Nearly two years on from the introduction of general data protection regulation (GDPR) there’s still confusion for car dealers over how they keep in contact and maintain customer databases.
This confusion has meant that in some of the most extreme cases dealers had wiped out 85% of their customer databases by pursuing current customers to see if they wanted to opt out of communications.
The intention was positive, but according to Fraser Brown, managing director at dealer consultancy company Motorvise, many dealers did not realise they could still continue to contact existing customers based on “legitimate interest”.
The Information Commissioner’s Office (ICO) own guidelines state although organisations can generally only send marketing texts or emails with specific consent, there is an exception to this rule for existing customers, known as the ‘soft opt-in’.
This means dealers can send marketing texts or emails if they have obtained the contact details in the course of a sale (or negotiations for a sale) of a product or service to that person; they are only marketing their own similar products or services; and they gave the person a simple opportunity to refuse or opt out of the marketing, both when first collecting the details and in every message after that.
Brown said: “Many consultants and legal firms were professing the need to gain opt-in consent to allow dealers to contact customers and there was a belief the way we could do business would change beyond recognition.
“After a couple of months after the deadline for GDPR in May 2018 most dealer groups had already committed to pursuing existing customers for consent to continue communication rather than the commercially sensible option of legitimate interest.”
Brown said that when writing to an existing customer to ask them to consent to marketing, it is likely that at best 15% will actively opt in.
Dealer management systems (DMS) did eventually catch up with the legislation, but Brown said many went into overkill mode with more than 12 different options for the customer to choose from.
Brown said: “We have spent much of the last two years going into dealer groups and sorting out the mess left by poor advice and opt-in consent guidance, changing their data policy and re-working the database to dealer groups to market to more of their customers.”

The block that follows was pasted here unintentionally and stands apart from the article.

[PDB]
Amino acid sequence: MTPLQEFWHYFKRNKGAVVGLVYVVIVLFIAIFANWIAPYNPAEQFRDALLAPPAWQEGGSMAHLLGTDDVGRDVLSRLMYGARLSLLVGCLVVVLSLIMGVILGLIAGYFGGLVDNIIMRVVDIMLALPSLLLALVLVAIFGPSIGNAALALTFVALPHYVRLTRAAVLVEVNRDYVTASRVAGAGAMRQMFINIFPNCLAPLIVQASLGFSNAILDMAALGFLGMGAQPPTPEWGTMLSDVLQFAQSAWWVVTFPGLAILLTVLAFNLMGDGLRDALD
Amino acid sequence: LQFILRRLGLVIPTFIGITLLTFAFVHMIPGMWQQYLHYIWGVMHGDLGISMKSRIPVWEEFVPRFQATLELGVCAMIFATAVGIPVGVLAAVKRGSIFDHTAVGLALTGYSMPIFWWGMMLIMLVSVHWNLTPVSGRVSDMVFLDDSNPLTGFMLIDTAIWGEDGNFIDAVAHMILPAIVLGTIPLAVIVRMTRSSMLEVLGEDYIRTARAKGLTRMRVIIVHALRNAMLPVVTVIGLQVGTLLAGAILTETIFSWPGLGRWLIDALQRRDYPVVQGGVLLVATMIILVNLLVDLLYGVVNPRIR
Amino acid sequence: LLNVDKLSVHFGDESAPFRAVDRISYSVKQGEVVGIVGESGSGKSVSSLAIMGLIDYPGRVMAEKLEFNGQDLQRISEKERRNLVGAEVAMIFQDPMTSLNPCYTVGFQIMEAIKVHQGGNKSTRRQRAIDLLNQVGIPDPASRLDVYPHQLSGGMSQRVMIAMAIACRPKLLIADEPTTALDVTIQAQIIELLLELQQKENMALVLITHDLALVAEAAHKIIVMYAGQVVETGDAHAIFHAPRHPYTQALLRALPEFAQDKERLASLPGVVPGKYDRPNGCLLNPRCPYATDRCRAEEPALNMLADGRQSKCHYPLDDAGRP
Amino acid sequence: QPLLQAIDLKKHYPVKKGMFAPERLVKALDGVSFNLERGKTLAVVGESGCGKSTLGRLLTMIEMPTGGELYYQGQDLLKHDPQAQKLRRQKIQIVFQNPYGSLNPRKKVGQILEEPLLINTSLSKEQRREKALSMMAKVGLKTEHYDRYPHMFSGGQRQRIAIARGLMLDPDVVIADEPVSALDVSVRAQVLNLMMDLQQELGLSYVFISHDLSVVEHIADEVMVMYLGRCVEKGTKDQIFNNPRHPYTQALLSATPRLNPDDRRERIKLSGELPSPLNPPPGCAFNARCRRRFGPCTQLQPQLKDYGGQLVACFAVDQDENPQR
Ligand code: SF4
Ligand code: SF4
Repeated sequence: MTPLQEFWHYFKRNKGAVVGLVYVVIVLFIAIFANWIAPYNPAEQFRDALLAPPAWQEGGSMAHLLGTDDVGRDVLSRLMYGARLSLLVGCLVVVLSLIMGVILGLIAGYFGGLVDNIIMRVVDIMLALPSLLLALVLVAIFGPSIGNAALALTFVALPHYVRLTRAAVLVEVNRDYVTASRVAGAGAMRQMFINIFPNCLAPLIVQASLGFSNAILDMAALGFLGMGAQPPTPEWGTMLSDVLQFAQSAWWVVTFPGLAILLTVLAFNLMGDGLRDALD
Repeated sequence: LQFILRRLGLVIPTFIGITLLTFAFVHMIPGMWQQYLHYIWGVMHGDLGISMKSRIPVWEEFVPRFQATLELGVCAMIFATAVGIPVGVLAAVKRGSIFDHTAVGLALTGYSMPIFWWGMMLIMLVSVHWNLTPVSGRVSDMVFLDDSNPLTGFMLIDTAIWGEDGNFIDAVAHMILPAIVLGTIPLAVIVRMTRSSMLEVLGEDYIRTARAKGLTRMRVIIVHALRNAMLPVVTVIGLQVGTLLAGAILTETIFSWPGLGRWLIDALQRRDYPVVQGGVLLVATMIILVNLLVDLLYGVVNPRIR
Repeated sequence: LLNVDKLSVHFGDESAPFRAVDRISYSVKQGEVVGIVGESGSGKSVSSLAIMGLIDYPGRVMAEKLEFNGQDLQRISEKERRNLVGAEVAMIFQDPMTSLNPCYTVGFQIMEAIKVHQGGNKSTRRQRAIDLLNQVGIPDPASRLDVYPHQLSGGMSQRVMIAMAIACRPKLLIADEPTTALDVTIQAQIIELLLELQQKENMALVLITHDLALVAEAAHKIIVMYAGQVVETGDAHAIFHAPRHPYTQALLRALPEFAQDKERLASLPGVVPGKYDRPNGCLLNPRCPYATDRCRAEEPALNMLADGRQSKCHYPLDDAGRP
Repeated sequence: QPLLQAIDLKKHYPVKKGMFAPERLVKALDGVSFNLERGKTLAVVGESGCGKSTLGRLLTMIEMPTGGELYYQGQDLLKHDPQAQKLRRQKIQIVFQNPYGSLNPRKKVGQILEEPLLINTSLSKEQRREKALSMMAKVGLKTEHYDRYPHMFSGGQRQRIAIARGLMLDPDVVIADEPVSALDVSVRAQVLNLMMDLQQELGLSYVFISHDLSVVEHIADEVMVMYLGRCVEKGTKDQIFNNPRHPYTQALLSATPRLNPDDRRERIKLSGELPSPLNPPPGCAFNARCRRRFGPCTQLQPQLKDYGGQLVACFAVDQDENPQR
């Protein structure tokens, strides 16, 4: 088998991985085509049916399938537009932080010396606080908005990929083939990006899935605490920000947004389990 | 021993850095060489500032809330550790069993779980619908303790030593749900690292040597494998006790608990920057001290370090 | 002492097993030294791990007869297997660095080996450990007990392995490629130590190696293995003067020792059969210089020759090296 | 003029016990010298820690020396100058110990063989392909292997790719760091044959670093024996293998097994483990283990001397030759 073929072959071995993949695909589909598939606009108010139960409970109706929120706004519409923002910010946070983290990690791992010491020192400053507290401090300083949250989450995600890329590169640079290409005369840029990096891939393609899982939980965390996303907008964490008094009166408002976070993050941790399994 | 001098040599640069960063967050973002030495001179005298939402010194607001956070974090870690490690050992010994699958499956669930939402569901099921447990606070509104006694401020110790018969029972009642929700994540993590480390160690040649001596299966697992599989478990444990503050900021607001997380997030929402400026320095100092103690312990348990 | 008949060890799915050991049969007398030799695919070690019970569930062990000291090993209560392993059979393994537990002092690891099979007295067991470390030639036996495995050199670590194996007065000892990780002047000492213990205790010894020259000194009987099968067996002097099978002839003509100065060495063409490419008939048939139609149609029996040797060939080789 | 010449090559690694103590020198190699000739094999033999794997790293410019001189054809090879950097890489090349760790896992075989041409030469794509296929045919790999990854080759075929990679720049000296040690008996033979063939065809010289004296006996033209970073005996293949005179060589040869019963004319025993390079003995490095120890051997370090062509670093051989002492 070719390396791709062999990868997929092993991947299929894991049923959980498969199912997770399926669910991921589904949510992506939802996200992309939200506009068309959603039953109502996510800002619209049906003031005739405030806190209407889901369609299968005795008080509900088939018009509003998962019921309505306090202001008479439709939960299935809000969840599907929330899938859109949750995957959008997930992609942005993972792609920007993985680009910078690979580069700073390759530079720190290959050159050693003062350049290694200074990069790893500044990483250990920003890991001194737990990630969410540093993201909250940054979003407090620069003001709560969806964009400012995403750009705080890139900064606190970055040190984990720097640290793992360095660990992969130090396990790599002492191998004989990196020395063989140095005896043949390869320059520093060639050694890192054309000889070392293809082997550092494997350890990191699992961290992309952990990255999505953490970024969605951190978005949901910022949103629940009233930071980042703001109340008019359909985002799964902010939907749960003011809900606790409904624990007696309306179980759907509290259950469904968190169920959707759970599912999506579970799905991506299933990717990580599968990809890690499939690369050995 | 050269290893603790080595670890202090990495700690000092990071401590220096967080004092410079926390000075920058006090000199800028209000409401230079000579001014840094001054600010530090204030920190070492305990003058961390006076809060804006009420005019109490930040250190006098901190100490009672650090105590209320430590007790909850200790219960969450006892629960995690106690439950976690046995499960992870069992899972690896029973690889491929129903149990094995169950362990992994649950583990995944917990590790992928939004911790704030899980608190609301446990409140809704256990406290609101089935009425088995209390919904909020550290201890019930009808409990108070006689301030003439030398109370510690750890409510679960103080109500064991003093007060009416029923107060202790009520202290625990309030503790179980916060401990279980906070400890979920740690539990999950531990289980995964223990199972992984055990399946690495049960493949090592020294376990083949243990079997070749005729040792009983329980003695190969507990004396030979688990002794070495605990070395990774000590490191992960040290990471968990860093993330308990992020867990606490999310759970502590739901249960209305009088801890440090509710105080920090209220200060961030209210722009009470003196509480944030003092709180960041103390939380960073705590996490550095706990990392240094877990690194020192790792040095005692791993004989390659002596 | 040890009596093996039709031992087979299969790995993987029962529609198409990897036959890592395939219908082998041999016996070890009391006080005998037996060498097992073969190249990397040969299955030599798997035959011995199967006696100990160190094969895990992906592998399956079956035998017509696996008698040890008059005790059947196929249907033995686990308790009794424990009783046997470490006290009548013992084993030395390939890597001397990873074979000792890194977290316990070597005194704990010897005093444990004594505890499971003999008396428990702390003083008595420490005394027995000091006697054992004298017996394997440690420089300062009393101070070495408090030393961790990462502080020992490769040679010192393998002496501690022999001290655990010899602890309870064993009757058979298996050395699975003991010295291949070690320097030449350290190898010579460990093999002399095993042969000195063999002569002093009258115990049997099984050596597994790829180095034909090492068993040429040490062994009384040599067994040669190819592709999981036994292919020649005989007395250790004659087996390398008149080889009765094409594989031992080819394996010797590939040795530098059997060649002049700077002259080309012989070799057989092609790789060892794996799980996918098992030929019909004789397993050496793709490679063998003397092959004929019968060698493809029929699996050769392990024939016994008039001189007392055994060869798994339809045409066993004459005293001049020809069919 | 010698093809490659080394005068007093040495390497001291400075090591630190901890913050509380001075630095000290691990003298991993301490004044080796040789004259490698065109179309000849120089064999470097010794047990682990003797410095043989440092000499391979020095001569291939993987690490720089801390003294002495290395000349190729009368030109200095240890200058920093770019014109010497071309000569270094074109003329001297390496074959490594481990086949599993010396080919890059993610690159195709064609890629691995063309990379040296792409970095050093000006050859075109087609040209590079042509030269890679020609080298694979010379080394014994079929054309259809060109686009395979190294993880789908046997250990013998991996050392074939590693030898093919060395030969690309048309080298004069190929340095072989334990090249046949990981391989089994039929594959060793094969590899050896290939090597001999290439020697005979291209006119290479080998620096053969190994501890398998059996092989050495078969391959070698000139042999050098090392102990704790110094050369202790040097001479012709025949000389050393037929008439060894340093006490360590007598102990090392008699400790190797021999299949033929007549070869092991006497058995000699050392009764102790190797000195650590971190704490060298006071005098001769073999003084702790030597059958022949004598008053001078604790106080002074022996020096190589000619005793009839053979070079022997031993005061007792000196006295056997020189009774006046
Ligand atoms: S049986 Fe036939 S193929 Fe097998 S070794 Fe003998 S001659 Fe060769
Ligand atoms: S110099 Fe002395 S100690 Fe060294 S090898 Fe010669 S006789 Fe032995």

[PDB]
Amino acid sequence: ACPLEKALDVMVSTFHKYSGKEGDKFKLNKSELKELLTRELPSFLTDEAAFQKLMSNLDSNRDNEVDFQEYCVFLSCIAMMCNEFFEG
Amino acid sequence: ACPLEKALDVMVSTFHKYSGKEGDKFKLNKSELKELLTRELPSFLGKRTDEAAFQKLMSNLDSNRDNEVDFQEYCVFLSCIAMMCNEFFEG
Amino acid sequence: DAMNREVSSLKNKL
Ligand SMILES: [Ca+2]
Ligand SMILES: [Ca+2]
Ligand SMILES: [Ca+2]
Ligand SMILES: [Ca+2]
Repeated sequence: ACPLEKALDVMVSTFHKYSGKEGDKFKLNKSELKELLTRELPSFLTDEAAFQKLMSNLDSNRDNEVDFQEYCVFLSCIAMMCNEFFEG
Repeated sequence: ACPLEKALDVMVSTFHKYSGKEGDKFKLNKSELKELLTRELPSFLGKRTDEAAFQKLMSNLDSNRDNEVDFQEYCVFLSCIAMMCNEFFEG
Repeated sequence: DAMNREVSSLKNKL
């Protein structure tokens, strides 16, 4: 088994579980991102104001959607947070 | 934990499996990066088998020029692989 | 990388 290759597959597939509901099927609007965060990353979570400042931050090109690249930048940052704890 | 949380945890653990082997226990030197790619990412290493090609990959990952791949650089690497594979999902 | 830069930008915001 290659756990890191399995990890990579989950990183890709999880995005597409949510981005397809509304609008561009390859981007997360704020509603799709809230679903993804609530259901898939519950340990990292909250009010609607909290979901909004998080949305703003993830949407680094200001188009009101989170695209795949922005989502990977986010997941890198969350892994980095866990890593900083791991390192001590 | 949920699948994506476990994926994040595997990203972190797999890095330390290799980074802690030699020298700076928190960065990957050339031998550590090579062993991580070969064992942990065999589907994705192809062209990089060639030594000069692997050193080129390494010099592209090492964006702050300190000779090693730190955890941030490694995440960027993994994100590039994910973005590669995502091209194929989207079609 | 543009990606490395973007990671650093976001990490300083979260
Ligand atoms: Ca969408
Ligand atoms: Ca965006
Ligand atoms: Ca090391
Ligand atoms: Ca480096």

Jeremy Evans, Marketing Delivery managing director, described legitimate interest as a “short-term sticking plaster” and said it is no long-term replacement for the application of comprehensive enquiry management best practice, including processes for securing and recording consent.
He added: “Legitimate interest allows a dealer to contact customers in an active enquiry cycle today, or existing customers who may have recently visited the showroom or workshop for any aftersales work. But consent is still king. Dealers must proactively seek contact consent from prospects if they are to continue meeting their longer-term marketing objectives, as well as their legal obligations.”
For instance, if a customer enquired about a new car three years ago, but didn’t buy that vehicle, dealers should not claim they have a legitimate interest if they then retarget that same customer today. This is only possible if the dealer has previously gained consent from the customer to contact them again.
Evans said dealers have invested time in improving enquiry management processes, and sales staff trained in those processes often get growth in recorded enquiry volumes.
Many also get rising consent rates, enabling them to contact those prospects with future marketing, too. This remains the case even in instances where showroom traffic has fallen over the same period.
Marketing Delivery’s own data shows that when comparing pre-GDPR to Q4 2019 the capture rates are broadly level for both email and SMS.
The upshot is that email consent has stabilised around the 70% mark after GDPR, while SMS consent has dropped to the mid-50s.
Marketing Delivery also compared volumes of recorded enquiries in 2018 vs 2019, using like-for-like dealer clients (same dealers across both years).
Recorded enquiries in 2019 among this group of dealers totalled 626,962, compared to 496,295 in 2018 – an increase of 26%. This backs up Marketing Delivery’s view that concentrating on data processes and recording all leads has benefits for dealers, despite a perceived drop in in-bound enquiry levels or showroom traffic.